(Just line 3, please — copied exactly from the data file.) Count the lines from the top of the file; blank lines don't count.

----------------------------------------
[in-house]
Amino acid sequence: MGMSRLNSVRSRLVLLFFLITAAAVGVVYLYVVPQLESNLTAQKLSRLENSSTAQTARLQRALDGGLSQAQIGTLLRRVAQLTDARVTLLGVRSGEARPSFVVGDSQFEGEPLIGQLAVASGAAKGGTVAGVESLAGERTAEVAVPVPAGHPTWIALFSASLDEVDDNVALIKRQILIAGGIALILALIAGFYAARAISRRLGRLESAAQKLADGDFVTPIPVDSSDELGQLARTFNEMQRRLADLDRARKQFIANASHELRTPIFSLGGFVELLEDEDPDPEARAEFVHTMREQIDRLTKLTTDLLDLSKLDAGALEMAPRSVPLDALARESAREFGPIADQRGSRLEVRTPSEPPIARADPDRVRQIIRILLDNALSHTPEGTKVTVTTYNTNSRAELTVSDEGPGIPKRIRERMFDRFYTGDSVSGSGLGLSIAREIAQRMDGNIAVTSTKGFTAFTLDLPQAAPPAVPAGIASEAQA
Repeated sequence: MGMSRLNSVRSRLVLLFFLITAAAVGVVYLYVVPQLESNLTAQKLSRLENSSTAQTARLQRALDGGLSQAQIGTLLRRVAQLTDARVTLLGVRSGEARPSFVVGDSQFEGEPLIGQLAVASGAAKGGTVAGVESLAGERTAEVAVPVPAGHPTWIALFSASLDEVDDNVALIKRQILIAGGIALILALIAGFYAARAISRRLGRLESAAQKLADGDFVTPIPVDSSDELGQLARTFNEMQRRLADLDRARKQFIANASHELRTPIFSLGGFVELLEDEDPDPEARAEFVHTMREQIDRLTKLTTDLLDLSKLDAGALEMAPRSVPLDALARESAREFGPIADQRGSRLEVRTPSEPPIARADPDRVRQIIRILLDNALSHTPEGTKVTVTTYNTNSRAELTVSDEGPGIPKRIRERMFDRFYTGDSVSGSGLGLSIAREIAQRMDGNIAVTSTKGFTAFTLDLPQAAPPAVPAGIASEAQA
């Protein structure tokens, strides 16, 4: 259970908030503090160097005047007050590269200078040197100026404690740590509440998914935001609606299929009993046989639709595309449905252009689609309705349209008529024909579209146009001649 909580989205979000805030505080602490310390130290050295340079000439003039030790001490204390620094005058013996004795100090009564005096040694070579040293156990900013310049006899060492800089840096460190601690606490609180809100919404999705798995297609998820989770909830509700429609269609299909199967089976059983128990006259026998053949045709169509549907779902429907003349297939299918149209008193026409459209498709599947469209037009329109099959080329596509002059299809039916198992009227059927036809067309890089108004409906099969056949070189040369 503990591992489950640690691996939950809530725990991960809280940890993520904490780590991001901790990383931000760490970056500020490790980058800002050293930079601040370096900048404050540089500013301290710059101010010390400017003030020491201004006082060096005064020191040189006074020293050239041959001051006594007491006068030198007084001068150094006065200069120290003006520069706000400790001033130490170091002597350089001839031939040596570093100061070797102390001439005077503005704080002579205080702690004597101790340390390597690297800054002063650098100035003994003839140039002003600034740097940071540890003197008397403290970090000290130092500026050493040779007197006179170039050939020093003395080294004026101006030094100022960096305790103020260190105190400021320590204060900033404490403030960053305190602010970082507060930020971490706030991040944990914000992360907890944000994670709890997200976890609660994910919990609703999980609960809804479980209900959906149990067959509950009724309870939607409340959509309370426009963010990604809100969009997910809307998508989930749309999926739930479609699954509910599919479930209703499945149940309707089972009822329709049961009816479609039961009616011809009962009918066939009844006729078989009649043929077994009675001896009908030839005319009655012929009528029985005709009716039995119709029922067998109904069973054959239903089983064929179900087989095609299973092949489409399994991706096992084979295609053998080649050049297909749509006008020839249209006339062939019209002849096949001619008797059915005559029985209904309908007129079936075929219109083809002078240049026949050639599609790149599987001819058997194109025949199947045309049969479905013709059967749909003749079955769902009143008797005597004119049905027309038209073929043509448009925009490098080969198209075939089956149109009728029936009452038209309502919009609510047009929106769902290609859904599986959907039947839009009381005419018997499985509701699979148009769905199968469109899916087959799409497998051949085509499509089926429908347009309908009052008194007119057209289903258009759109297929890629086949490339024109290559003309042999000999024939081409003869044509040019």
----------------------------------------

Repeated sequence: MGMSRLNSVRSRLVLLFFLITAAAVGVVYLYVVPQLESNLTAQKLSRLENSSTAQTARLQRALDGGLSQAQIGTLLRRVAQLTDARVTLLGVRSGEARPSFVVGDSQFEGEPLIGQLAVASGAAKGGTVAGVESLAGERTAEVAVPVPAGHPTWIALFSASLDEVDDNVALIKRQILIAGGIALILALIAGFYAARAISRRLGRLESAAQKLADGDFVTPIPVDSSDELGQLARTFNEMQRRLADLDRARKQFIANASHELRTPIFSLGGFVELLEDEDPDPEARAEFVHTMREQIDRLTKLTTDLLDLSKLDAGALEMAPRSVPLDALARESAREFGPIADQRGSRLEVRTPSEPPIARADPDRVRQIIRILLDNALSHTPEGTKVTVTTYNTNSRAELTVSDEGPGIPKRIRERMFDRFYTGDSVSGSGLGLSIAREIAQRMDGNIAVTSTKGFTAFTLDLPQAAPPAVPAGIASEAQA